This week I got a request for the most unusual sewing job I’ve ever had. Based on a tattoo his girlfriend has, a client needed a Scott Tracy outfit made for a Hello Kitty doll. Scott Tracy is a fictional character from the TV series Thunderbirds, which I had never heard of but was happy to take on the job. I’ve never made an outfit for a Hello Kitty doll; while I always enjoyed making clothes for my Barbies when I was younger, apparel for dolls is not exactly my forte. Hello Kitty’s proportions are fairly strange, which posed some interesting problems to be solved. It’s safe to say that this is one of the most unique jobs I’ve ever done, and I enjoyed the change in pace.
What is a skube? It’s a skirt plus a tube! Skube.me, owned and designed by Monica Kohler, makes fun, easy to wear tube skirts. The idea behind the skube is versatility; fashion that transitions easily from workout to work day. The skube fits right in poolside just as well as a business casual setting.
Over the past few weeks, we at Cut and Sewn have been happy to be a part of the skube production process, contracted to produce 300 skubes for the Skube.me summer stock. Kohler hand selected a variety of complimenting patterns, then delivered them to Cut and Sewn to be made into the finished product. This kind of access to local small batch manufacturing is what Cut and Sewn is all about. It provides a way for entrepreneurs to have their product made locally and affordably, while allowing us to give close attention to the manufacture of every garment. For the small business, it’s a win win situation.
Skube.me will be showing at Second Sunday on Main throughout the summer, starting this Sunday, June 14. Owner Monica Kohler can also be reached at email@example.com or (513)505-9384 to schedule a pop-up sale or private showing.
This summer I took a big journey into creating art.
She asked me to make quilt portraits of the members of my family to replicate the work of JR who’s portraits of citizens of Cincinnati cover the walls of the museum.
I had never done anything like this before and I was terrified and excited to try it.
First, I took pictures of my family and myself and using photoshop I applyied a grid over them and applyed the painter filter.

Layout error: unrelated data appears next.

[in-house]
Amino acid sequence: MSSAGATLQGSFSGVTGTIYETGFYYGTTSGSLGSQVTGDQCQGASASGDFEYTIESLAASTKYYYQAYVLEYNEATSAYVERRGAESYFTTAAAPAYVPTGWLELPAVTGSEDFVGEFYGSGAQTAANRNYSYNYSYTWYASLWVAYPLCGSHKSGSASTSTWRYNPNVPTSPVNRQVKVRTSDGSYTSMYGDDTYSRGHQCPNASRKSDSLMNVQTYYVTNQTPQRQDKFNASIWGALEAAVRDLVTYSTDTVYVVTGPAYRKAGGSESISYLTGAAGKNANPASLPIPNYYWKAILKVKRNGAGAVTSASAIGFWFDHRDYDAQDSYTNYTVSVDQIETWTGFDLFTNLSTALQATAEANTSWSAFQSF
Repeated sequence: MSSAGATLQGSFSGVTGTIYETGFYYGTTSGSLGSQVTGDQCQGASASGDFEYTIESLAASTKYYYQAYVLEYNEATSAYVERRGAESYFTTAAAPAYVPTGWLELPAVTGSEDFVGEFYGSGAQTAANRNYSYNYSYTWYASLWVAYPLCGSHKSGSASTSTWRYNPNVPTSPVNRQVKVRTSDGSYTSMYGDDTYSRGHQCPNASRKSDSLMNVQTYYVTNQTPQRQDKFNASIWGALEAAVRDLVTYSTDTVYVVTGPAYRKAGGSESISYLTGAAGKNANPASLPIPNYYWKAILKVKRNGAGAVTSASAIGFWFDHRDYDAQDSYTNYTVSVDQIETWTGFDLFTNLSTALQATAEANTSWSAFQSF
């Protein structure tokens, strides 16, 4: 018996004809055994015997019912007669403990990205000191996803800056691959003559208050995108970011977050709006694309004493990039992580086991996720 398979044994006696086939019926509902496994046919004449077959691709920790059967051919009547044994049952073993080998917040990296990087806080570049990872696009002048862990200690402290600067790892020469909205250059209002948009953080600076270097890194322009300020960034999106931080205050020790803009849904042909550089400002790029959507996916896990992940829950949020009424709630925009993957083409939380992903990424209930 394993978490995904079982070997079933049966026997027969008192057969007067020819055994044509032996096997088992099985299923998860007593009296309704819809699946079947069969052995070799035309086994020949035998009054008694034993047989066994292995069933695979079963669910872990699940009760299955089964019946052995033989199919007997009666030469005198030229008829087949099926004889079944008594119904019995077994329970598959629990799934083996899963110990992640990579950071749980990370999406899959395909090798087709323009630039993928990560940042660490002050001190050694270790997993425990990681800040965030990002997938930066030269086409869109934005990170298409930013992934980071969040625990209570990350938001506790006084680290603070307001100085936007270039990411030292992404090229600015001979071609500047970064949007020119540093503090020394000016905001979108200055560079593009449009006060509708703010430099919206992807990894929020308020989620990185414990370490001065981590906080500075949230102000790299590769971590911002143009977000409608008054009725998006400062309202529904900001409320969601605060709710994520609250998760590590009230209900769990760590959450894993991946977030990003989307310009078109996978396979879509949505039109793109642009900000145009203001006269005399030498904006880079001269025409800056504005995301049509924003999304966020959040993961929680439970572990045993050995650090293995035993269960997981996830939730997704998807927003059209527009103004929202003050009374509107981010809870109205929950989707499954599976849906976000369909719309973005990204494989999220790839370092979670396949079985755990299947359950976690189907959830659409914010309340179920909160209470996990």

I printed out full size copies of the photos and used the paper piecing quilting method to lay out the image. Then I stitched around every piece of fabric to quilt all the layers together.
The quilts are large, 35″ X 50″ and it took about 30 hours to finish each one.
When the huge quilts were finished and installed in the museum they looked like this:
It’s that time again, hat and scarf season. Sweater weather is my favorite time of year here in Ohio and when the temperature tips just enough for me to put on a hat I am happiest of all.
I was inspired by my daughter, who has an affinity for the beanie style hat, to design this patchwork version made from recycled sweaters. I wanted to feature the lovely colors and textures of the fabrics and create something that is utilitarian and beautiful. It’s a long process from choosing the sweaters, washing and drying them, then cutting them into the pattern pieces to be sewn together.
They are one of a kind, soft, slouchy, warm, simple and interesting. Too many adjectives? For me, these hit all the right spots for a hat.
Available in my Etsy store.
My wall of Patterns and my doll necklace. Starting to run out of room here again.
I wear my headless doll necklace when I need to be reminded to stay focused, stay true to me.
A stack of fall hats waiting to be run through the serger. Shades of fall, white, blue, gray and brown.
A stack of done hats ready for labels, photos and posting to Etsy. This part takes longer than making them!
Today I draped some peplums on the half-size dress form. I’ve been thinking of making these for months but something has been holding me back, today everything just clicked for me and I was able to finally start.
This is the first finished peplum and it’s really beautiful. I got this fabric at Mood this summer. It has a black cotton background with brown satin stripes.
This peplum ties around the waist with a drawstring of the same fabric and on the back there are buttons to hold it in place and extra buttons inside so that you can adjust the width of the peplum at the waist.
I’m working on some in other fabrics including one from crisp white poplin with a rounded shirttail hem that will resemble a men’s shirt.
I’ve uploaded my Super Pointy Collar pattern for your personal use. I hope the instructions work, I did write them fairly quickly so let me know if anything is unclear. I have made this collar more times than I can count so I know the pattern works for me and I hope it works for you. See my post on how to make perfect points if you need a little help with the points.
*Make sure your pattern prints out at the right size, the ” fold” edge of the collar should measure 2.5″, you may need to adjust your print settings.